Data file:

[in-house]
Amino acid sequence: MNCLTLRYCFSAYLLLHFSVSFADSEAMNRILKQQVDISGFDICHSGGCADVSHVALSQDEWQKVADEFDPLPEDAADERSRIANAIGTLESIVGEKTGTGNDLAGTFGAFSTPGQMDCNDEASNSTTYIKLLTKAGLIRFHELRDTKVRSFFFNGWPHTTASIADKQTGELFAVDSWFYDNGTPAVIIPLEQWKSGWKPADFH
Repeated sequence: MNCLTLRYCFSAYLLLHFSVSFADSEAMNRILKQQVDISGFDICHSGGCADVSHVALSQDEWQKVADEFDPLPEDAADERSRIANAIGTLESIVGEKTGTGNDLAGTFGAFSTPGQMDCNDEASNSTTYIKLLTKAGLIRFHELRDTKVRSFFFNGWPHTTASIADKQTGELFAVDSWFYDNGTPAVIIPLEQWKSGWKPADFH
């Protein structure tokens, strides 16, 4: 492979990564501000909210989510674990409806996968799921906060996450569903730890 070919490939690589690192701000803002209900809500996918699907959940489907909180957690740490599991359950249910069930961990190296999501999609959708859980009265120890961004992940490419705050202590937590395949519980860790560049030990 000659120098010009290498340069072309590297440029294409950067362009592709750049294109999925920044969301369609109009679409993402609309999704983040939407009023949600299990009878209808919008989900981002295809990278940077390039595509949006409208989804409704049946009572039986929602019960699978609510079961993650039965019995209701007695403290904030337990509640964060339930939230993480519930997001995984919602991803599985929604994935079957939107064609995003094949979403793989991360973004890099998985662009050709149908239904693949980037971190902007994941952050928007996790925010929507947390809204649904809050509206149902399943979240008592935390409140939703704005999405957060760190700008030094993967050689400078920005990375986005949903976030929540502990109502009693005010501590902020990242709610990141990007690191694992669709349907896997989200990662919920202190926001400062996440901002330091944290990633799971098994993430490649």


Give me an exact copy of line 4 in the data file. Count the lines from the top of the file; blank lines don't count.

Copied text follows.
């Protein structure tokens, strides 16, 4: 492979990564501000909210989510674990409806996968799921906060996450569903730890 070919490939690589690192701000803002209900809500996918699907959940489907909180957690740490599991359950249910069930961990190296999501999609959708859980009265120890961004992940490419705050202590937590395949519980860790560049030990 000659120098010009290498340069072309590297440029294409950067362009592709750049294109999925920044969301369609109009679409993402609309999704983040939407009023949600299990009878209808919008989900981002295809990278940077390039595509949006409208989804409704049946009572039986929602019960699978609510079961993650039965019995209701007695403290904030337990509640964060339930939230993480519930997001995984919602991803599985929604994935079957939107064609995003094949979403793989991360973004890099998985662009050709149908239904693949980037971190902007994941952050928007996790925010929507947390809204649904809050509206149902399943979240008592935390409140939703704005999405957060760190700008030094993967050689400078920005990375986005949903976030929540502990109502009693005010501590902020990242709610990141990007690191694992669709349907896997989200990662919920202190926001400062996440901002330091944290990633799971098994993430490649």